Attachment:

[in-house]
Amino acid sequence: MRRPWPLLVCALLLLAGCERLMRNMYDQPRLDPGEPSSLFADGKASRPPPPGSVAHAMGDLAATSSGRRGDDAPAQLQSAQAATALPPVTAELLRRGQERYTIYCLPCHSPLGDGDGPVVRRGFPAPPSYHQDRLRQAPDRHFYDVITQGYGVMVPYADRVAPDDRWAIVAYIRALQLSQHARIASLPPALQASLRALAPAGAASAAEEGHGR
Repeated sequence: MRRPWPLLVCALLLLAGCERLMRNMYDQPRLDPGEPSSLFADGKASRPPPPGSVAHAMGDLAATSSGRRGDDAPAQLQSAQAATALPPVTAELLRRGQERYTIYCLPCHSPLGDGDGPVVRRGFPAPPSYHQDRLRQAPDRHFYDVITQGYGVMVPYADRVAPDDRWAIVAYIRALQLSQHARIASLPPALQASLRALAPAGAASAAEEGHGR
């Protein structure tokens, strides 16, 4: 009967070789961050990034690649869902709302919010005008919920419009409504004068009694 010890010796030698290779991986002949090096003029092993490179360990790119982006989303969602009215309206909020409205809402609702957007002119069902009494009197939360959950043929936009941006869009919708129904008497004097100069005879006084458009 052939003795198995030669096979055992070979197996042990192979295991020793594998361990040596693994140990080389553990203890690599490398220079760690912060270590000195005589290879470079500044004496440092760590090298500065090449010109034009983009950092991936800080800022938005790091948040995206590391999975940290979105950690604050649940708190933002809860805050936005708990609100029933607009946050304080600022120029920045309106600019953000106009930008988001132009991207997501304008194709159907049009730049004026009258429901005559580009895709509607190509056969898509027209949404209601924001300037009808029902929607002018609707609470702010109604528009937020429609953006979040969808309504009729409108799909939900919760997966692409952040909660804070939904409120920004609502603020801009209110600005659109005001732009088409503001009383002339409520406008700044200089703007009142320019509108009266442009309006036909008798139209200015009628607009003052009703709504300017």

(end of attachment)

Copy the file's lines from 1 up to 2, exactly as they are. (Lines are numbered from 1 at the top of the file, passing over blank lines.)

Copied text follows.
[in-house]
Amino acid sequence: MRRPWPLLVCALLLLAGCERLMRNMYDQPRLDPGEPSSLFADGKASRPPPPGSVAHAMGDLAATSSGRRGDDAPAQLQSAQAATALPPVTAELLRRGQERYTIYCLPCHSPLGDGDGPVVRRGFPAPPSYHQDRLRQAPDRHFYDVITQGYGVMVPYADRVAPDDRWAIVAYIRALQLSQHARIASLPPALQASLRALAPAGAASAAEEGHGR